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Revenge by 'Deep Throat' alleged

Ex-FBI chief says Felt tried to sabotage him

WASHINGTON -- L. Patrick Gray, the FBI chief during the Watergate break-in, said he believes deputy W. Mark Felt became the anonymous source known as ''Deep Throat" because he was angry at being passed over as J. Edgar Hoover's successor and wanted to sabotage Gray.

''I think there was a sense of revenge in his heart, and a sense of dumping my candidacy, if you will," Gray said on ABC's ''This Week" in an interview broadcast yesterday.

Gray, who was selected to lead the FBI the day after Hoover's death on May 2, 1972, also said he refused White House demands to fire Felt or order a lie-detector test over leaks about the Watergate investigation.

On June 17 of that year, five men were arrested in the break-in at the Democratic National Committee headquarters at the Watergate Hotel in Washington. Nixon resigned the presidency on Aug. 9, 1974.

Disagreeing with other Watergate-era figures who have called Felt a traitor to the Nixon administration, Gray said, ''I think he was treacherous only to me, a man who trusted him."

Gray, 88, served less than a year as acting FBI director, resigning amid allegations he had destroyed documents in the Watergate scandal. Gray was Nixon's choice to be deputy attorney general when Hoover died.

The 91-year-old Felt revealed this month in a Vanity Fair article that he was the shadowy government figure who gave information and direction to Washington Post reporter Bob Woodward as he and Carl Bernstein covered Watergate. Their work is credited with helping to topple the Nixon administration.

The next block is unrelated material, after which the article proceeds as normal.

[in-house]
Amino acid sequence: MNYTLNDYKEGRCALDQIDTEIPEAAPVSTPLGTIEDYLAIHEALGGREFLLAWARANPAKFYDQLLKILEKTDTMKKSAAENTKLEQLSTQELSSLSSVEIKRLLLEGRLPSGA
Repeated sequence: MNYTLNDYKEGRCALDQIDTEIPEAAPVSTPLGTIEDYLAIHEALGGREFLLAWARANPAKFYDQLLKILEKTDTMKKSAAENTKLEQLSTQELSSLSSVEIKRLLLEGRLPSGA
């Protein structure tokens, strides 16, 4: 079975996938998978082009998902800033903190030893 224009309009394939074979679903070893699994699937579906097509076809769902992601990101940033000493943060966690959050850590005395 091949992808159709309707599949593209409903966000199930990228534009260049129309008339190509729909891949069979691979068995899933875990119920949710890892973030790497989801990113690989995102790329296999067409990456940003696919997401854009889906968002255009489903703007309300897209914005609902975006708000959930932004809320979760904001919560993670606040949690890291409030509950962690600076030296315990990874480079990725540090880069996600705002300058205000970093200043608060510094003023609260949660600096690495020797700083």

According to a transcript of the ABC interview that the network provided, Gray was asked why Felt would have believed he could not have gone to Gray instead of the press with his concern that the Nixon White House was trying to thwart the FBI's investigation.

''I was not a political toady for Mr. Nixon or any other politician," Gray said. ''I never felt that I was doing the White House's bidding. And I resisted them on any number of occasions, particularly in Felt's case."

Woodward and Bernstein's 1974 book ''All the President's Men" says that Deep Throat suggested Gray had blackmailed Nixon into nominating him as permanent director out of fear of what might be revealed if Gray were no longer at the agency to ''keep the lid on" the Watergate investigation.

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